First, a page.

It will be remembered as Britain's golden weekend. The country's most successful two days at an Olympic Games for a century were rounded off here yesterday when the track cyclist Rebecca Romero won the eighth British gold medal in 48 hours. A total of 17 medals were won as Britain climbed to third place in the overall table behind China and the United States.
Twelve years after returning from Atlanta with one gold and finishing an all-time low of 36th in the medals table, the British team are poised to enjoy their most successful Games since winning 56 golds at the London Olympics of 1908. Their tally stands at 11 golds, six silvers and eight bronzes. With the cyclists favourites to win up to five more golds, the total of 15 from Antwerp in 1920 looks certain to be surpassed.
Colin Moynihan, chairman of the British Olympic Association, described it as "the greatest weekend in British Olympic history". He added: "We haven't delivered at this level of consistency across some of the sports which I would call the formula one sports for many, many generations." The Prime Minister, Gordon Brown, who will write a personal letter of congratulations to every British medallist, said: "The whole country has been watching and has been thrilled by Team GB. We are immensely proud of what they have achieved so far and inspired by their performance. Our Olympians' talent and dedication represent the very best of Britain."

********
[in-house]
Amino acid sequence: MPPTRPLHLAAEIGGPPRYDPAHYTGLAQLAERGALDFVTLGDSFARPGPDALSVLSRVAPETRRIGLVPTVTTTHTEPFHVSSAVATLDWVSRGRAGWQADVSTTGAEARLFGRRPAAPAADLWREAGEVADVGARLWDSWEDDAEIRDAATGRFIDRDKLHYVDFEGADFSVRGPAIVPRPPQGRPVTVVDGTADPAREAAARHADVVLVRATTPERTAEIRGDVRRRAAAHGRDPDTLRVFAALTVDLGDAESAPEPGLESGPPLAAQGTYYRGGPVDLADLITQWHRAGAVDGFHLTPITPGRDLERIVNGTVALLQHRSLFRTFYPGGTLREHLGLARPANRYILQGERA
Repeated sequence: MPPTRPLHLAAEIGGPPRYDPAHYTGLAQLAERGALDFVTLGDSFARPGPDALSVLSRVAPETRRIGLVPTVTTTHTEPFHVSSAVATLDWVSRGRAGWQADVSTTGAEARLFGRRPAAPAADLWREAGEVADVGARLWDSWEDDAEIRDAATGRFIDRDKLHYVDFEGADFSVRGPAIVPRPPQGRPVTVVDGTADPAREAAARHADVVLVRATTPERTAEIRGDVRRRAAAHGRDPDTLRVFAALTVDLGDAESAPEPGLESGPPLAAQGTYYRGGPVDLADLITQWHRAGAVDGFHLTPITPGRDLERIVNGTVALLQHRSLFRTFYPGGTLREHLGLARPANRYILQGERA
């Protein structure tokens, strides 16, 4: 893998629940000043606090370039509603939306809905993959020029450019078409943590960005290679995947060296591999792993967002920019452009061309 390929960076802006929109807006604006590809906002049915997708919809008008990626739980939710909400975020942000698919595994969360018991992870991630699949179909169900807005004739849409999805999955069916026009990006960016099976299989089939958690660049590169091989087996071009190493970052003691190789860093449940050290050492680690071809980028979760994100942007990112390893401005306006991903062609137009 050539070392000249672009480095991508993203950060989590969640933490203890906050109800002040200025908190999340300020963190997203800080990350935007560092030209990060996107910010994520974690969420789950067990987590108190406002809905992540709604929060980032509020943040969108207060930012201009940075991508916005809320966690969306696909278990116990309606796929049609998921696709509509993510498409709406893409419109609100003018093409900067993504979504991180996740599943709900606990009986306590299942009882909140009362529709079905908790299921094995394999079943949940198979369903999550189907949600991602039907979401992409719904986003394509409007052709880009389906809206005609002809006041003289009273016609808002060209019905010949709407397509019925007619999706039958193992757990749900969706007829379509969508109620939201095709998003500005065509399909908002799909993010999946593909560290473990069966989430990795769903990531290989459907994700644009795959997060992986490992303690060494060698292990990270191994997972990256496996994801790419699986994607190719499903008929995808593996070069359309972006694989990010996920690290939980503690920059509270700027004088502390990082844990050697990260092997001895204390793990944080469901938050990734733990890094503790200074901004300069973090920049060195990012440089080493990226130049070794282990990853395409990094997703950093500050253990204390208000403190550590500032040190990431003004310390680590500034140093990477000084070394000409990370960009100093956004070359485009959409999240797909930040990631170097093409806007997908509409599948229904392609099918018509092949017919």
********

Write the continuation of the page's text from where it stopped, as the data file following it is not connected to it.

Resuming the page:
The 1920 Games were the last at which Britain finished as high as third in the medals table. Although the team are likely to slip from that position by the time the Olympic flame is extinguished here next Sunday, their performance still represents astounding progress. They have already surpassed the nine golds won in Athens and need one more to beat the Sydney 2000 total, which was the highest since 1920. UK Sport's target of 35 medals here looks certain to be beaten.
It was the sailors who showed the way yesterday. Britannia ruled the waves at Qingdao as Ben Ainslie won his third successive Olympic gold in the Finn class and Sarah Ayton, Sarah Webb and Pippa Wilson finished top of the Yngling standings. It was a second Olympic gold in a row for Ayton and Webb, who won alongside Shirley Robertson in Athens.
The lightweight double sculls partnership of Zac Purchase and Mark Hunter won rowing gold at Shunyi Lake, where the women's quad and men's eight both took silver. Twenty-four hours earlier the men's four won their third successive Olympic title, overhauling Australia in a thrilling finale. Britain's final tally of two golds, two silvers and two bronzes was their best Olympic rowing performance for 100 years and saw them finish on top of the sport's medals table.
To win gold in the track cycling individual pursuit, Romero beat her colleague Wendy Houvenaghel in the final.